If Banda Aceh does not ring you a bell, for sure you recall the Tsunami that hit Asia on 26th December 2004. During our transfer to Pulau Weh we decided to visit the Tsunami memorials with the kids. It was not simple to explain to the kids what happened. Tommy just understood that big waves can be dangerous. Banda Aceh is very close to the epicentre of the earthquake that originated the Tsunami. The area suffered more than 167.000 death. This is the biggest tragedy that hit this land since the end of second world war.
Ace Tsunami Museum
Local authorities built a Museum to mourn the victims of this tragedy. More important, the museum aims to educate people on how to behave in case of Tsunami. Tsunami are not new in the history of Banda Aceh and Indonesia. Being one of the most seismic area in the planet, in the past people knew how to handle Tsunamis. For example, traditional houses were build some meters above the ground and with a narrow facade facing the sea.
These memories and traditions got lost. Apparently largely because of the conflict between the local independence movement and the central government. The tragedy was the engine to the peace between the two parties.
The Ace Tsunami Museum includes different informative areas, pictures and dioramas. The purpose is to explain what happened and what are best practises to adopt in case of Tsunami. The most impressive thing is probably the entrance. You first walk in a dark narrow corridor with water falling from the walls. Following it, you enter an area with videos displaying pictures of the tragedy (no death corpse pics!). Beyond the video area, there is a dome with the names of death people. The visit triggered many questions by Tommy. Except for the initial corridor that scared him a bit, he was happy about it.
During the visit, Tommy and Giò became the main characters of different selfies, like two little stars. So don’t be surprise if you see any picture of them around with Indonesian kids or ladies!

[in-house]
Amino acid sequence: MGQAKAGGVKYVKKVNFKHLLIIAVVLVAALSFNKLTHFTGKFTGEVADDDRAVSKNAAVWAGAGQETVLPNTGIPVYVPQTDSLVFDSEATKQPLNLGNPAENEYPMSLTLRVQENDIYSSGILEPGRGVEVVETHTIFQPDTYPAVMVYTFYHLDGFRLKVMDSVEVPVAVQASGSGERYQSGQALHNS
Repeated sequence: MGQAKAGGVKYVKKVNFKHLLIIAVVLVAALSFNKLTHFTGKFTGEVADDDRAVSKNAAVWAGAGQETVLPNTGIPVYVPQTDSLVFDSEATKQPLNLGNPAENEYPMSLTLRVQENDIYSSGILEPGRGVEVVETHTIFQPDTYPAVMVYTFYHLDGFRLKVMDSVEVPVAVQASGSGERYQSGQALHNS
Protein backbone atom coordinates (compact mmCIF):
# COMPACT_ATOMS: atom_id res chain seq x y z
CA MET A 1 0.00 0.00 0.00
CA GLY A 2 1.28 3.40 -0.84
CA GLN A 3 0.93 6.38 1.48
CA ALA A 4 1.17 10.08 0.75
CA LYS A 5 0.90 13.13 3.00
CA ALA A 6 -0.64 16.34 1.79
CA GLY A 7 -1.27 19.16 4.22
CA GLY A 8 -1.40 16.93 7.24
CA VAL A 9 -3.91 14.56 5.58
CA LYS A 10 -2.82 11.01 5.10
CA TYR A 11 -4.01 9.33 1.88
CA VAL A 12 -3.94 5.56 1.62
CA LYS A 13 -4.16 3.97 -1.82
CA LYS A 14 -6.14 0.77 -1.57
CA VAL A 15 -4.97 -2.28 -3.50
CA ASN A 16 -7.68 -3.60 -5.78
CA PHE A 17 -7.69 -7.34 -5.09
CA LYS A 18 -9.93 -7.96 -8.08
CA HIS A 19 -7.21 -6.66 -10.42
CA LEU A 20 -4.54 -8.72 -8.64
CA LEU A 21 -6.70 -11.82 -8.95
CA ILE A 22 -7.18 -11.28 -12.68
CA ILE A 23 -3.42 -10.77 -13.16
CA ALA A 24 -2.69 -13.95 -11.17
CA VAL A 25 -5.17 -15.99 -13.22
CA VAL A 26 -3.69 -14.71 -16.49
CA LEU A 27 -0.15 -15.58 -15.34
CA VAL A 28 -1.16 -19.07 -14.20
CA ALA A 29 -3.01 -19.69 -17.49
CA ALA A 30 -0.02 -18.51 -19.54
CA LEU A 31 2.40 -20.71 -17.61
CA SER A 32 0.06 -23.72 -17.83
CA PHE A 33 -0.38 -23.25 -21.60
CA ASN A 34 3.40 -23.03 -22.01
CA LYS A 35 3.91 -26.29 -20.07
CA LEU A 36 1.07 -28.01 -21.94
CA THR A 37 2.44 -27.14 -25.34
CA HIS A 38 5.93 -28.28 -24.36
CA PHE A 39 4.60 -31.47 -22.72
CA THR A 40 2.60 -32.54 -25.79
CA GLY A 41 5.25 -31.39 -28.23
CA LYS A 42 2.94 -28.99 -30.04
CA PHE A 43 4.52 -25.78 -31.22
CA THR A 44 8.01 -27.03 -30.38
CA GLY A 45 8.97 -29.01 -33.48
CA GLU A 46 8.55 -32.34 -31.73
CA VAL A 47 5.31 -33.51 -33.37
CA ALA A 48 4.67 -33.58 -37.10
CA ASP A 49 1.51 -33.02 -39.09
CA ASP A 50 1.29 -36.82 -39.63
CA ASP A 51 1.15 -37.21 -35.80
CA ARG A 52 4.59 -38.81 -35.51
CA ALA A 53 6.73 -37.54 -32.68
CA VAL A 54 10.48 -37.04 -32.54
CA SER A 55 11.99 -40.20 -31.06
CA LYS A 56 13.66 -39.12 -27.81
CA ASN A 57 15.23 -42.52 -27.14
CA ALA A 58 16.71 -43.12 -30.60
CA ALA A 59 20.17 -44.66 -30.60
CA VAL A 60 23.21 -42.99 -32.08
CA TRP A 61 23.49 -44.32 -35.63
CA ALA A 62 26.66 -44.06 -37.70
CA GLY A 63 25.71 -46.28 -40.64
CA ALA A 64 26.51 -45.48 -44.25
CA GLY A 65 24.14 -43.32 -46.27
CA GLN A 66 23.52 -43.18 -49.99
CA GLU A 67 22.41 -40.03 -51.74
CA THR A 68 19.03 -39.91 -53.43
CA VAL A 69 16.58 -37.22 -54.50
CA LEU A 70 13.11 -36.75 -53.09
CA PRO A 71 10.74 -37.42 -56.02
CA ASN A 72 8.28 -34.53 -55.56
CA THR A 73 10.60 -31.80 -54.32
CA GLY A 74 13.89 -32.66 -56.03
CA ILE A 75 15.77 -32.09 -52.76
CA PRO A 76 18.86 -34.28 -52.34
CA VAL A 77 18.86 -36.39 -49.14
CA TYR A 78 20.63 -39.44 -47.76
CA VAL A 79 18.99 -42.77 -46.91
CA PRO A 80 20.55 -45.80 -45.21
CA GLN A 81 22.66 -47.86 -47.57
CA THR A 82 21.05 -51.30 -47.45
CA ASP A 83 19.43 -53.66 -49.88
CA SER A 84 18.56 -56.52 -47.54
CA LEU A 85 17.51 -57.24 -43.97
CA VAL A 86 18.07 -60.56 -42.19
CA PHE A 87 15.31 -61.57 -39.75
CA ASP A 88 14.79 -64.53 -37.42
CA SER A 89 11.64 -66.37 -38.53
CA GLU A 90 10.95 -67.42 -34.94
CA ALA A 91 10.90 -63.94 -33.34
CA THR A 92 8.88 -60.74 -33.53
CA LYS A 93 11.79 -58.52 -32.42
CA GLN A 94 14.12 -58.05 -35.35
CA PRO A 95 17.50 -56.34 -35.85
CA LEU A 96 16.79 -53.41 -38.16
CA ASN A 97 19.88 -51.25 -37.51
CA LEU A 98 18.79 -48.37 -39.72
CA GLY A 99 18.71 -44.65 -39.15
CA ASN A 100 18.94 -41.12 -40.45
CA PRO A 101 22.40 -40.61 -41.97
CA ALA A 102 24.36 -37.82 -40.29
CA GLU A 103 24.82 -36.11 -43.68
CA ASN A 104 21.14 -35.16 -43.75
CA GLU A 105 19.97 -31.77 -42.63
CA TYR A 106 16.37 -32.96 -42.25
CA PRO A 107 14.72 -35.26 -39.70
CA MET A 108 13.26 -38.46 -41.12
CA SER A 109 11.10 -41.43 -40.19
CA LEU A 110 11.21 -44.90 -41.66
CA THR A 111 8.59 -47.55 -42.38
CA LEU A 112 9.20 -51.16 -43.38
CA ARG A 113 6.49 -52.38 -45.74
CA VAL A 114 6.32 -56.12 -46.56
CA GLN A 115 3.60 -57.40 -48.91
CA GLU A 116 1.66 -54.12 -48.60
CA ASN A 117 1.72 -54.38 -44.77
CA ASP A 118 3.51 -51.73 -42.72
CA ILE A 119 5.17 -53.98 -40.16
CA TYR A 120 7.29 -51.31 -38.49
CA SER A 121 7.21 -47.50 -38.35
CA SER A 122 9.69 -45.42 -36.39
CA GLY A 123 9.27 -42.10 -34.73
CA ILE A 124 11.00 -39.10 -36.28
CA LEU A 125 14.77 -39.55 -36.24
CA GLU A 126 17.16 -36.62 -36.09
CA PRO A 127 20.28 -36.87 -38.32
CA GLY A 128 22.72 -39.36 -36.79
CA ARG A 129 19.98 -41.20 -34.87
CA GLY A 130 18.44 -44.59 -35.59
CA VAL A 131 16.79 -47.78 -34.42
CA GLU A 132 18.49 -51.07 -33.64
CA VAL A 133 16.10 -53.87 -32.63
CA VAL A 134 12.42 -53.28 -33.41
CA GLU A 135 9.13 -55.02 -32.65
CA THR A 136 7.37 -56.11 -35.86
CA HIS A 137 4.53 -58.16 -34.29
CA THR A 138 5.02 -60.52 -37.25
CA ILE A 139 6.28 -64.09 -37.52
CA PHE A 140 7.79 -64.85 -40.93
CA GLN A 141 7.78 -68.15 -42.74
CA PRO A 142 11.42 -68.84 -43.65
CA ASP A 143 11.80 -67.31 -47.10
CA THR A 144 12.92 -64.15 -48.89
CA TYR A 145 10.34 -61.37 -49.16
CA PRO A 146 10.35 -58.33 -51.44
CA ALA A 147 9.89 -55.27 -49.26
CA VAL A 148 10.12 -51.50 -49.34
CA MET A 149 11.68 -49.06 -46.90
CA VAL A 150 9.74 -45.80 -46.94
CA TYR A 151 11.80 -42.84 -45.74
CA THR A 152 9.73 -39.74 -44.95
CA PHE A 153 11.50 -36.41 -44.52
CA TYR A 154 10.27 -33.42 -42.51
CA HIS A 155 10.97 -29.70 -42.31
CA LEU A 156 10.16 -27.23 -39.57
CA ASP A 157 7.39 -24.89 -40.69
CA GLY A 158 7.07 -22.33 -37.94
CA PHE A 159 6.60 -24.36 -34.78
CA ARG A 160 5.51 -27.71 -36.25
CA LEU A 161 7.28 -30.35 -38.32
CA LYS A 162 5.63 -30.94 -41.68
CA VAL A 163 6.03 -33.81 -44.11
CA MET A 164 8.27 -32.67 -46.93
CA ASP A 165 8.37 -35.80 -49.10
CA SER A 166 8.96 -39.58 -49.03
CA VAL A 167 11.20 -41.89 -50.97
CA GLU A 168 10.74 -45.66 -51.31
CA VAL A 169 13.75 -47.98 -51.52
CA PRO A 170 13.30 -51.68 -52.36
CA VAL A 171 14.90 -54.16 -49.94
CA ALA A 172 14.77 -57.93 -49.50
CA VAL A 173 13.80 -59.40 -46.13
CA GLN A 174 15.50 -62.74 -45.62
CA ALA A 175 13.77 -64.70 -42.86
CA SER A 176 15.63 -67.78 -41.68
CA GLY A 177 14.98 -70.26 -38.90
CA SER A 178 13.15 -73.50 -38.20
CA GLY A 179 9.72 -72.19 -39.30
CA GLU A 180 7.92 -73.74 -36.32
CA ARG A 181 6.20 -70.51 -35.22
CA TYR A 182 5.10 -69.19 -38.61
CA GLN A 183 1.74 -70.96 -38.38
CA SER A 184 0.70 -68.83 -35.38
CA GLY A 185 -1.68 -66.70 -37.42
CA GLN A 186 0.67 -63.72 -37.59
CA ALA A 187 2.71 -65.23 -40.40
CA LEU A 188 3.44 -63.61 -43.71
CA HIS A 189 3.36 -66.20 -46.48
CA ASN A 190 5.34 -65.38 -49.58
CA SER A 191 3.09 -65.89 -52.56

The Tsunami ship
One of the iconic images connected to the Tsunami is an electric generator ship that was moved from the Aceh harbour in the inland for 2 kilometres. Yes, you are reading correctly. The power of the Tsunami and the waves were so big that moved a 2600 Tons ship for 2 kilometres (destroying buildings and killing people on the path..). The ship is today a museum. See such a big ship in the middle of a city neighbourhood is quite shocking. It makes you realise the power of the event much more than the images of the tragedy at the Ace Tsunami Museum.
Should I take my kids to see the Tsunami monuments?
Tommy and Giò are surely too small to fully realise what these monuments are about. Still we thought that, given we have been assured there were not any extremely cruel pictures or videos, it was ok to visit the Tsunami memorials with the kids. We think that it is important for them to understand that nature needs to be respected and that its beauty does not necessarily mean that nature is safe (especially when humans disrupt it and don’t understand they will be the ones suffering consequences).
As said earlier, the outcome of the visit is that Tommy now knows that waves can be very big and dangerous. So big that they can destroy a city, move a ship on land and make people suffer. We hope that is will make him respect sea and be cautious about it.
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